You know the junkie truism about chasing your first high? For me, the record-shopping equivalent of the initial drug rush was turning over the Pixies’ import-only “Gigantic/River Euphrates” single and finding the Lady in the Radiator’s song from Eraserhead listed on the back. Their actual arrangement of “In Heaven” was not particularly inspired, as I found out when I got the CD home, but that didn’t diminish the thrill of the moment of discovery. What a miraculous world this must be!
As I subsequently learned during years spent hunched over record bins, trying to swindle the plane of gross matter out of another peak experience, Tuxedomoon and Bauhaus had covered “In Heaven (Lady in the Radiator Song)” years before the Pixies did. But they were all playing catch-up with DEVO, who obtained permission to perform the song from both of its writers during the very year of Eraserhead‘s release.
Peter Ivers and David Lynch co-wrote “In Heaven”; that’s Ivers’ voice singing the song in the movie. Ivers was the genius musician who recorded for Warner Bros. and Epic and hosted New Wave Theatre before he was murdered in 1983. His life is the subject of a book by Pixies biographer Josh Frank, who writes that Lynch and Ivers met with DEVO in Los Angeles in 1977 after the group expressed interest in performing their song. At Lynch’s favorite restaurant, Bob’s Big Boy, Jerry Casale recognized the Ivers in DEVO and the DEVO in Ivers:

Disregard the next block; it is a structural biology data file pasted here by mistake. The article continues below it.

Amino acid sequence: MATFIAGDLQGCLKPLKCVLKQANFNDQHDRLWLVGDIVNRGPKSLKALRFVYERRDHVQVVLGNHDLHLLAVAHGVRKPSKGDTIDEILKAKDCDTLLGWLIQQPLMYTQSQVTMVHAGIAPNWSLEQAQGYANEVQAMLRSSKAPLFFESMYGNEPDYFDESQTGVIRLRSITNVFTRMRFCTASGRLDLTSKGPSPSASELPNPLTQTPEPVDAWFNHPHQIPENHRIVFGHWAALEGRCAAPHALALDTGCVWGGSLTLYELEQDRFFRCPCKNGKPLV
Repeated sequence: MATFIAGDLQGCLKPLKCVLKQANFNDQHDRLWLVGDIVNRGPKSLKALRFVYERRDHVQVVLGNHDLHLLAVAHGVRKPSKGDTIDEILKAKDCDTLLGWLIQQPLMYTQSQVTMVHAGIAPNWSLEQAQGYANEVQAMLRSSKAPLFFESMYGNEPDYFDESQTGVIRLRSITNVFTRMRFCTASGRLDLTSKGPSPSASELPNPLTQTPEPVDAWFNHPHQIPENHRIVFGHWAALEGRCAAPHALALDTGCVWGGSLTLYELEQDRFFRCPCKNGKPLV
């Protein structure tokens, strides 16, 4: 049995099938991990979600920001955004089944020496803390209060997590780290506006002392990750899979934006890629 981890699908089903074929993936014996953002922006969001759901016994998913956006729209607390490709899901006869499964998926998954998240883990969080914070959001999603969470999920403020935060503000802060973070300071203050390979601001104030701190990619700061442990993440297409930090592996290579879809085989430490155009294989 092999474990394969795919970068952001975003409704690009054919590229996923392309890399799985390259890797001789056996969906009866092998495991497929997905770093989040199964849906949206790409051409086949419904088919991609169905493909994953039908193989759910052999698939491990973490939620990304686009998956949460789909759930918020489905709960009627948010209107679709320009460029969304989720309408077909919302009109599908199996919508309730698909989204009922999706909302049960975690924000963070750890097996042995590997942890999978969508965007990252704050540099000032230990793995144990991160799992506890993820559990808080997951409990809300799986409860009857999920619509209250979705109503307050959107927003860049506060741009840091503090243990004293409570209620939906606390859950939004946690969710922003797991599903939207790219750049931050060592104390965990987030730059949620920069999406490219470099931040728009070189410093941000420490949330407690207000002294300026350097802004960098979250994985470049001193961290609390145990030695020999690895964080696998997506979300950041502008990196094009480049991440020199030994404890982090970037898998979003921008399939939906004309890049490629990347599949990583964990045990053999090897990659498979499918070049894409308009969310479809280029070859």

Like Devo, Peter was always testing people, always playing, performing his one-man guerrilla theatre for whomever happened to be there. Had they met in Akron, Peter undoubtedly would have been part of Devo. Lucky for Peter, Casale thought, he wasn’t in Akron.
But he would be with them, at least in spirit, from now on: Devo would bring Peter’s song with them on tour, making it a staple of their live act. Whenever possible, Peter would come to the shows and cheer them on.
As lunch wound down, Casale asked Peter to transcribe the song. Among his friends, Peter was known for his crisp, meticulous handwriting, especially when writing out music. He would crouch over the page, with the concentration of a second-grader taking his first handwriting test. Peter grabbed a napkin from the booth at Bob’s Big Boy, and, temporarily shutting out everything else in the room, wrote out the chords and the words to “In Heaven.” He handed the napkin to Jerry as Lynch polished off his coffee and drew a last, long slurpy sip of his Silver Goblet.
Casale told Frank that DEVO played “In Heaven” every night on their 1979 tour. “Booji Boy came out, we played it on little Wasp synthesizers, and he sang ‘In Heaven.’” In this undated bootleg from that tour, Booji Boy prophesies the future. He tells how one day, DEVO will come back to jam some subsonic frequencies and “we’ll all shit our pants together.” Later, when the hour is ripe for murder, DEVO will return to “kill all the normal people.”
The “Lady in the Radiator” scene from Eraserhead:
And here’s public access-type footage of Peter Ivers singing a bit of “In Heaven” during a night out in LA:
h/t Dangerous Minds